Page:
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Ron Howard Thought He Would Be ‘Fired’ From His Directorial Debut

by Samantha Whidden
(Photo by Pascal Le Segretain/Getty Images)

He began his directing career in the late-70s and has some pretty successful films attached to his name, but Ron Howard admits that he thought he was going to be fired from his first film as the director. 

During his interview with The Hollywood Reporter, Ron Howard recalled his first directed film, “Grand Theft Auto,” which was based on a script he co-wrote with his father, Rance. “The very first day of filming my first movie for [executive producer] Roger Corman, I thought I was going to be fired,” Howard admitted. I was in the move, and I had co-written it, but I thought I could be fired because I was behind schedule and Roger Corman was infamous for staying on budget and schedule.”

However, once he got into the groove of things, Ron Howard said the experience changed. “But I made it through that day, and within a couple days, I really had my stride and I loved it. From that point on, I thought of myself as a director.”

Oher films that Ron Howard has directed are “Splash,” “Apollo 13,” “How the Grinch Stole Christmas,” and “A Beautiful Mind.”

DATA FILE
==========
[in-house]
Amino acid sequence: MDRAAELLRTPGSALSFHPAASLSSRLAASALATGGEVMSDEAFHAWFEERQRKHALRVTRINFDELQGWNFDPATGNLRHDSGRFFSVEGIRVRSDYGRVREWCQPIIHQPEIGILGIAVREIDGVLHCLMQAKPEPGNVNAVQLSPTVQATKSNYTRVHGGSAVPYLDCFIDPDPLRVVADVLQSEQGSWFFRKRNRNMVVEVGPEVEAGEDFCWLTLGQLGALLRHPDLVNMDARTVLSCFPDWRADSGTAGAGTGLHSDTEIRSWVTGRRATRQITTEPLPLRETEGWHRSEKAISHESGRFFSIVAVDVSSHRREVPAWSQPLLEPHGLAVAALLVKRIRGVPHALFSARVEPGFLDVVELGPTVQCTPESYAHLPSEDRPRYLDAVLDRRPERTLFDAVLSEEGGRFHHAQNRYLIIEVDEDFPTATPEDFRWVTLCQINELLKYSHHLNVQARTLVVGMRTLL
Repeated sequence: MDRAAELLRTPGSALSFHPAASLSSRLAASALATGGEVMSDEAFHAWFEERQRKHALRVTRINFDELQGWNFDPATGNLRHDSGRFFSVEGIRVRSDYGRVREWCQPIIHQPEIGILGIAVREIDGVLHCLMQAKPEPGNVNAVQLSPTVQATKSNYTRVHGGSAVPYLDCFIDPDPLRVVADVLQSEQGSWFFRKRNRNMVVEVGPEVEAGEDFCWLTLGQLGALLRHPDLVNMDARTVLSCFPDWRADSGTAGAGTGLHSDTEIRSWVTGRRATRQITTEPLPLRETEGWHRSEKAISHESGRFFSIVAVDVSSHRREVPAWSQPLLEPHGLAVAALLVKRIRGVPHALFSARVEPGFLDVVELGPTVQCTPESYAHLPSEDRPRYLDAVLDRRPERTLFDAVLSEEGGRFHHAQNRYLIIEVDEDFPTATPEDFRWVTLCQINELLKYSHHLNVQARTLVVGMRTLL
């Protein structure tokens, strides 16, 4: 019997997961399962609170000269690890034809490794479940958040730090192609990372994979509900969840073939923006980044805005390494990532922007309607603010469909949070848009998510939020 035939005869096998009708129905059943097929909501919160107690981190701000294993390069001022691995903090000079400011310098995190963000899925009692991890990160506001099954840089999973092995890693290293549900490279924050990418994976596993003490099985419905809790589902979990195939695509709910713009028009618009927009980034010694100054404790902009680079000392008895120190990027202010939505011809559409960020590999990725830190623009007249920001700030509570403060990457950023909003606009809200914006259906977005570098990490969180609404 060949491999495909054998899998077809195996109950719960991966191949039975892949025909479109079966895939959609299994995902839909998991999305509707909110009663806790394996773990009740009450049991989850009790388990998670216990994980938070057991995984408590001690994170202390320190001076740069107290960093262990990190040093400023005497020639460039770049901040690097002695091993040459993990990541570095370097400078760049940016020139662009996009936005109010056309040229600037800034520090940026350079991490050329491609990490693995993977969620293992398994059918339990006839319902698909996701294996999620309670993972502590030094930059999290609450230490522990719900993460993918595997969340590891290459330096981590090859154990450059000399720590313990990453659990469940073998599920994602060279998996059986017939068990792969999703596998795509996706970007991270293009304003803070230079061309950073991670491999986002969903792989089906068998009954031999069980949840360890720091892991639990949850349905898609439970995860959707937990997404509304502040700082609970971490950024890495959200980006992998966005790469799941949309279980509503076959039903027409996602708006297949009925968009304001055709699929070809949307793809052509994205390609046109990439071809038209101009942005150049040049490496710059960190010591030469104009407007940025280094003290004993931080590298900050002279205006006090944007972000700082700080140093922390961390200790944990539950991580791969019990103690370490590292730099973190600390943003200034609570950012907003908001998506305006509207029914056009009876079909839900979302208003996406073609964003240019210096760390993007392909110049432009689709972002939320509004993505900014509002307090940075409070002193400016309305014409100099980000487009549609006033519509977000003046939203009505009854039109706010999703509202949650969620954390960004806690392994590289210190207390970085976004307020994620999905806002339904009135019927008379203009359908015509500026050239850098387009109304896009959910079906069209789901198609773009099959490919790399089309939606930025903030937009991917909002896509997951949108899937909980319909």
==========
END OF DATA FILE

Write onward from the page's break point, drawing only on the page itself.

His most recent film, “Thirteen Lives” will be premiering in theaters in November 2022. He has at least directed 76 films during his time as a director.

Ron Howard Spoke About What Drew Him to Becoming a Director 

Along with sharing details about his early days as a director, Ron Howard revealed what inspired his filmmaking career. He said it was on “The Andy Griffith Show” that his interest in making films began.

“I was curious about the camera,” Ron Howard explained. “I loved listening to the writers talk about rewrites and I began to see that almost all of our directors had been actors first.”

Ron Howard also said that He noticed all the show’s directors had been actors first. He spoke about one of “The Andy Griffith Show” directors, Howard Morris, helping his interest in filmmaking. “When I was about 10, he said, ‘I see you looking around, asking questions. I’ll bet you wind up being a director.”

Meanwhile, Ron Howard spoke about his early sense of commitment when it came to his film project. “I had produced television movies where I would take financial risks and be the completion guarantor.”

However, this meant that Ron Howard had to see his own money being spent times. He went on to explain that when he came out of television, he fell in love with movies. “I followed people like Mike Nichols, Arthur Penn, and Norman Jewison, who were not following formats.

That was when Ron Howard said he wanted to be one of those storytellers. “The original dream for Imagine was what it has grown into — a place where all the lines are blurred.”